Stone fruit is one of the most popular types of fruit on the market. Fleshy, tart and sweet, these fruits are versatile, tasty and brimming with important nutrients.
Not only that, but they’re also tied to an impressive list of health benefits, ranging from improved eye health to enhanced immune function.
So is avocado a stone fruit? Is mango a stone fruit?
A stone fruit, also known as a drupe, is a type of fruit that contains a large stone (or pit) in the center. These fruits generally belong to the Prunus genus and tend to have a thin skin with soft flesh.
Unlike other fruits, fruits on the stone fruit list stop ripening right after being picked, meaning that the stone fruit season is somewhat narrow. However, different varieties ripen at different times, making it easy to find several types available throughout the year.
Many unique fruits are classified botanically as stone fruits, ranging from familiar favorites like peaches, plums and raspberries to less common varieties, such as green almonds, which are a green stone fruit notable for their fuzzy outer hull.
Like other types of fruit, fruits on the stone fruit list are an excellent source of vitamins, minerals and antioxidants and could potentially help enhance bone health, boost weight loss, improve immune function and more.
There are many different types of stone fruit available, each of which offers its own unique set of nutrients, health benefits and uses. Here are a few of the top stone fruits examples:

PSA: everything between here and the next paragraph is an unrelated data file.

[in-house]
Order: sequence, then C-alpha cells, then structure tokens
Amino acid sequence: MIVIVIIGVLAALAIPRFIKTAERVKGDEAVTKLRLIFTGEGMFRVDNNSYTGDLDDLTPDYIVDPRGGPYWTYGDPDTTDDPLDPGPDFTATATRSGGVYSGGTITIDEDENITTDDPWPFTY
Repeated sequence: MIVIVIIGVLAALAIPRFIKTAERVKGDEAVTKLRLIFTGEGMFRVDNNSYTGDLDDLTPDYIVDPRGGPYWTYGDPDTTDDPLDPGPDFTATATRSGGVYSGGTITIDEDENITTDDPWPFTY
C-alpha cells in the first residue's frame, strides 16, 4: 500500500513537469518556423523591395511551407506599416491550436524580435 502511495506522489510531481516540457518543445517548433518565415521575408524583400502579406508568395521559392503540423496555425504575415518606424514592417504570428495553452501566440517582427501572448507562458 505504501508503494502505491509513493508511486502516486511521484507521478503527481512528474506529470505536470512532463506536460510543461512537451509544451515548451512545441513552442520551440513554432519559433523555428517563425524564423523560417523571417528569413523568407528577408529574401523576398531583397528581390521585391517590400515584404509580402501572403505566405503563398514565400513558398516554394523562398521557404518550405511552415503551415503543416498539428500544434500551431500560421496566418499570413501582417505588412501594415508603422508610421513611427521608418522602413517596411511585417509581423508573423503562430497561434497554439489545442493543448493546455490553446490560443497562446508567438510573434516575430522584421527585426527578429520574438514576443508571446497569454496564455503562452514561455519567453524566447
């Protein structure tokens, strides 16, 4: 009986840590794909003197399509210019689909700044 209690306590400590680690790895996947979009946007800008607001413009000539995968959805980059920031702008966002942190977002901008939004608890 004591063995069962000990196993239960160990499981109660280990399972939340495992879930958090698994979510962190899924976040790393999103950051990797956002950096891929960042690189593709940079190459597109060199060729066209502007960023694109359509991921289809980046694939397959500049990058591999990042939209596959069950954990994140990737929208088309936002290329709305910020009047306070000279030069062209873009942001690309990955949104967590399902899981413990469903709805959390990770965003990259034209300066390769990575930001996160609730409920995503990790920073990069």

Stone fruits are delicious, nutritious and bursting with health benefits. Here are a few of the top reasons you should consider squeezing a few servings of stone fruit into your diet.
Stone fruits are high-antioxidant foods, which are important compounds that can help fight free radicals to protect against cell damage and disease. In fact, studies show that antioxidants may play a central role in the development of chronic conditions, such as heart disease, cancer and diabetes.
According to one study out of Zaragoza, Spain, stone fruits like nectarines are an excellent source of several key antioxidants, including vitamin C, flavonoids and anthocyanins, all of which can reduce inflammation and prevent oxidative stress.
Stone fruits are loaded with fiber, an essential nutrient that is involved in several aspects of health. Fiber moves through the intestinal tract undigested, slowing the emptying of the stomach and adding bulk to the stool to support regularity.
In addition to promoting better blood sugar control, lowering blood pressure and keeping cholesterol levels in check, research shows that upping your intake of fiber may also help protect against several digestive issues, including acid reflux, hemorrhoids, constipation and diverticulitis.
Most types of stone fruit are high vitamin K foods, a fat-soluble vitamin that is most well-known for its role in blood clotting. However, vitamin K is also essential for bone health and can help prevent serious issues, like fractures, bone loss and osteoporosis.
Interestingly enough, one study published in American Journal of Clinical Nutrition noted that low vitamin K intake was associated with decreased bone mineral density in women. Plus, another study showed that supplementing with vitamin K could help protect against fractures in postmenopausal women.
Adding a few servings of stone fruit to your daily diet is a great way to ensure that you get enough vitamin C in your diet. Vitamin C is a water-soluble micronutrient that doubles as an antioxidant, blocking the buildup of harmful free radicals that contribute to disease.